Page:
Cartel hit for cement price increases

Cartel hit for cement price increases
Published: 19 February 2004

Philippines: the Department of Trade and Industry has been asked to re-evaluate its policies on the cement industry especially now that cement has undergone a series of unreasonable price increase over the past few months. According to officials, they have noticed a series of increases in cement prices over a short period of time and are surprised why the DTI is not stepping in to ensure that cement would remain affordable in the market. Only last December, Nograles, the House Committee on Housing and Urban Development Chairman, said that cement prices per bag was P117-P125/bag but last month, it has gone up to P120-P145 per bag. This month, Nograles said that he noticed that cement price now cost P125-P160 per bag.

This unmitigated increase in cement prices is really alarming. The DTI should really look into this and make sure that cement will remain affordable, Nograles said.  Nograles blamed the collusion among cement cartels in this continuous increase in cement prices as he urged the DTI to institute measures that would force local cement manufacturers to lower their prices or to allow immediate importation of cheaper cement.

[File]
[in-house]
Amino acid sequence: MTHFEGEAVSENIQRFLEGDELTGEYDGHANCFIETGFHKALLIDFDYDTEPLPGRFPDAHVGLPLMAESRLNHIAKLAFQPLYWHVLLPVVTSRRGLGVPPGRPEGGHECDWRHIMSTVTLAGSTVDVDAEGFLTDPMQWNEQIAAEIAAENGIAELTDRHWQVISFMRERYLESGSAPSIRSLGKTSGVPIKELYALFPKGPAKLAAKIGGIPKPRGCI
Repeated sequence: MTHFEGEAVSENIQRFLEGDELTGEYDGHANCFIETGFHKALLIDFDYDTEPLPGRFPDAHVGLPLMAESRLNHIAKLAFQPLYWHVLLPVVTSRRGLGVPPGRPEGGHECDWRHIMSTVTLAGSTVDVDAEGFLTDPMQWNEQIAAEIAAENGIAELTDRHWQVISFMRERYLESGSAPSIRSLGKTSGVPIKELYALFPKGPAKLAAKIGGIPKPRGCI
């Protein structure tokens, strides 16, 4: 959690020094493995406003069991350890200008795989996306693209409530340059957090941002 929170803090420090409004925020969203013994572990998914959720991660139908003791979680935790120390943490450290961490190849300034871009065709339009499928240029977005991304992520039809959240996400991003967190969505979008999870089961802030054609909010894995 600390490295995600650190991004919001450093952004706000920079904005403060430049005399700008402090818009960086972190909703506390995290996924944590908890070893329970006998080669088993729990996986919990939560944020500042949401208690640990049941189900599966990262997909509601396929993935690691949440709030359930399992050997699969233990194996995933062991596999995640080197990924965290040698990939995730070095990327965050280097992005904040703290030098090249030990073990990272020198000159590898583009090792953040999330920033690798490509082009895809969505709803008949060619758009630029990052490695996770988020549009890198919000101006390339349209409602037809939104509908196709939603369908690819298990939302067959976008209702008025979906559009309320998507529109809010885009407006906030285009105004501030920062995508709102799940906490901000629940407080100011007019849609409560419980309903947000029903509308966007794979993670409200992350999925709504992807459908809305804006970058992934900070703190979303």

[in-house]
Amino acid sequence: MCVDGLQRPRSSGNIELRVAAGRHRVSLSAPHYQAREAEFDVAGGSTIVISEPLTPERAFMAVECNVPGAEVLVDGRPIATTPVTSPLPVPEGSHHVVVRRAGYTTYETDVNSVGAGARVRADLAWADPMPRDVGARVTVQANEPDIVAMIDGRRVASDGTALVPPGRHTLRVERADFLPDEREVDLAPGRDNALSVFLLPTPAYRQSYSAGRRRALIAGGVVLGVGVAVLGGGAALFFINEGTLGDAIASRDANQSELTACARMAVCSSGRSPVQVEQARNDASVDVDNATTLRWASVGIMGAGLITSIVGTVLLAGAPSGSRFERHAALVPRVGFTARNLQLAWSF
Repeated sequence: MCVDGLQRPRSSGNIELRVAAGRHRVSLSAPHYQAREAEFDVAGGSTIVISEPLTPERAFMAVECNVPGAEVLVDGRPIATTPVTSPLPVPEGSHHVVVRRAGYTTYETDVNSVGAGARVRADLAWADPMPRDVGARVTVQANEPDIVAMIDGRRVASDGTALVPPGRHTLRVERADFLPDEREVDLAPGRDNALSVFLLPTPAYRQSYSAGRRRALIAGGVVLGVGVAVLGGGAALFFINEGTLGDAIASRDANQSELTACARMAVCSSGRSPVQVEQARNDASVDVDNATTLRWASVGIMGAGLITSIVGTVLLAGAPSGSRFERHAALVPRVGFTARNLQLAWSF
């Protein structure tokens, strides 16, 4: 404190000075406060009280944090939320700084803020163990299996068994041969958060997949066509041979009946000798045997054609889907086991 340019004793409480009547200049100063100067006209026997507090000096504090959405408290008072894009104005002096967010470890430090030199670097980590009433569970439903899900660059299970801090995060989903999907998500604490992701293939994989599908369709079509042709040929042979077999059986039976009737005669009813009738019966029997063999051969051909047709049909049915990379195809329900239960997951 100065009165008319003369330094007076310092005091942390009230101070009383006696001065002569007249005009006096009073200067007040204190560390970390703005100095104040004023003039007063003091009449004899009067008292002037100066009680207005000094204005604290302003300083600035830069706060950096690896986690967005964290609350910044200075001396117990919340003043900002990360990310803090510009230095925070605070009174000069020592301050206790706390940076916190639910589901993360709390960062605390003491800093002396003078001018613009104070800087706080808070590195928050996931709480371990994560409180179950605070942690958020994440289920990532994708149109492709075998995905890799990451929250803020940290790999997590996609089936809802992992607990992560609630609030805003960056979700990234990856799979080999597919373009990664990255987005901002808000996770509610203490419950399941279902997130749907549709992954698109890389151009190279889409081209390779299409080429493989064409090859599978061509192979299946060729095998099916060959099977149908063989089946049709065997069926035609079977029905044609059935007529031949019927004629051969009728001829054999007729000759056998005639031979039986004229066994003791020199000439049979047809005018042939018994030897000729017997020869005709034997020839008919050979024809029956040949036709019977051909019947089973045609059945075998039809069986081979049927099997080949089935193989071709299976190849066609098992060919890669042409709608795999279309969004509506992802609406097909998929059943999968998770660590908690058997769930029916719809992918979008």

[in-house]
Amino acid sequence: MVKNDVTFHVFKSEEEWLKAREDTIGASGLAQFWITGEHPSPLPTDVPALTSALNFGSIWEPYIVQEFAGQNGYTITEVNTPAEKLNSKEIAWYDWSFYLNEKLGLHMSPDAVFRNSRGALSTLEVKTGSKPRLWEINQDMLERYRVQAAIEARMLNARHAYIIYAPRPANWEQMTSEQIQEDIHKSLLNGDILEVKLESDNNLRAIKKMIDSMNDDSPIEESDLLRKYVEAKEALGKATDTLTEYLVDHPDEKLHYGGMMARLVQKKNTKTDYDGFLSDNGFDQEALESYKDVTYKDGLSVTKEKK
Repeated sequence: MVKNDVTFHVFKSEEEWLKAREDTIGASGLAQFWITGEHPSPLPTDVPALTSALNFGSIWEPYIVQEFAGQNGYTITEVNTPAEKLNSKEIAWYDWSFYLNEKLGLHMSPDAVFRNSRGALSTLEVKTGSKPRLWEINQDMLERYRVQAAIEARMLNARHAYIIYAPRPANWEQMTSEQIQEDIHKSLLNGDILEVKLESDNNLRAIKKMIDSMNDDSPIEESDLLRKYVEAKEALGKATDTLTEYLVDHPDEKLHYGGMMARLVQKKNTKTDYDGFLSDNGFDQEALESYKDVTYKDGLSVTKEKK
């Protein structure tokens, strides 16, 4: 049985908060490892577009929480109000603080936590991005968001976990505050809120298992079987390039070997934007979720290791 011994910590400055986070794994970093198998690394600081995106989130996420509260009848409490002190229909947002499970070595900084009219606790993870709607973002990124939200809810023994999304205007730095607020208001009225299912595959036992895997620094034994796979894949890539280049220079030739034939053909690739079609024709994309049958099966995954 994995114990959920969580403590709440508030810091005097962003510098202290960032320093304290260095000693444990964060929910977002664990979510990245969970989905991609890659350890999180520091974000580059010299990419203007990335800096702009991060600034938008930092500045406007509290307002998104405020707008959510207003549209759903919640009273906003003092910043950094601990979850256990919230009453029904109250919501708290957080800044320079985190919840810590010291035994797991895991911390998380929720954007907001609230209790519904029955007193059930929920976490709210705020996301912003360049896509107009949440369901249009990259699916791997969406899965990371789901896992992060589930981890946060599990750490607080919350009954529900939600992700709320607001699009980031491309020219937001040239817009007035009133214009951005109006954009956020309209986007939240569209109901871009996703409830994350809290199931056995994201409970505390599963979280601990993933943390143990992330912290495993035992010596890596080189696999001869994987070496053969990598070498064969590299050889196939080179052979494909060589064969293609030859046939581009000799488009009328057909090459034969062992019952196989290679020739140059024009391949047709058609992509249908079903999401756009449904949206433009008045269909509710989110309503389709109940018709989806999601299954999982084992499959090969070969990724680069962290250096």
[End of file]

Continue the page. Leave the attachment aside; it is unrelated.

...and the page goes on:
Nograles also said that only recently, local cement manufacturers vowed to implement a strict monitoring of cement prices as the DTI held off a reduction in the P20.60 per bag safeguard tariff. The local cement makers agreed to strictly monitor prevailing cement prices to be able to pinpoint the causes of price manipulation.  These cement manufacturers failed to deliver on their promise to keep cement prices within reasonable range. What’s happening is not exactly what we expect from them. In just a period of three months, cement prices underwent a series of increases but we have yet to hear an explanation from them, Nograles said.

Nograles expects that unless the DTI steps in to stop cement cartels from manipulating increases of cement prices, cement prices will further go up with the onset of the summer season.  Because of this, Nograles said that DTI should review its decision to hold off the reduction of tariff safeguard for imported cement to ensure that local cement manufacturers only sell their cement at a reasonable price.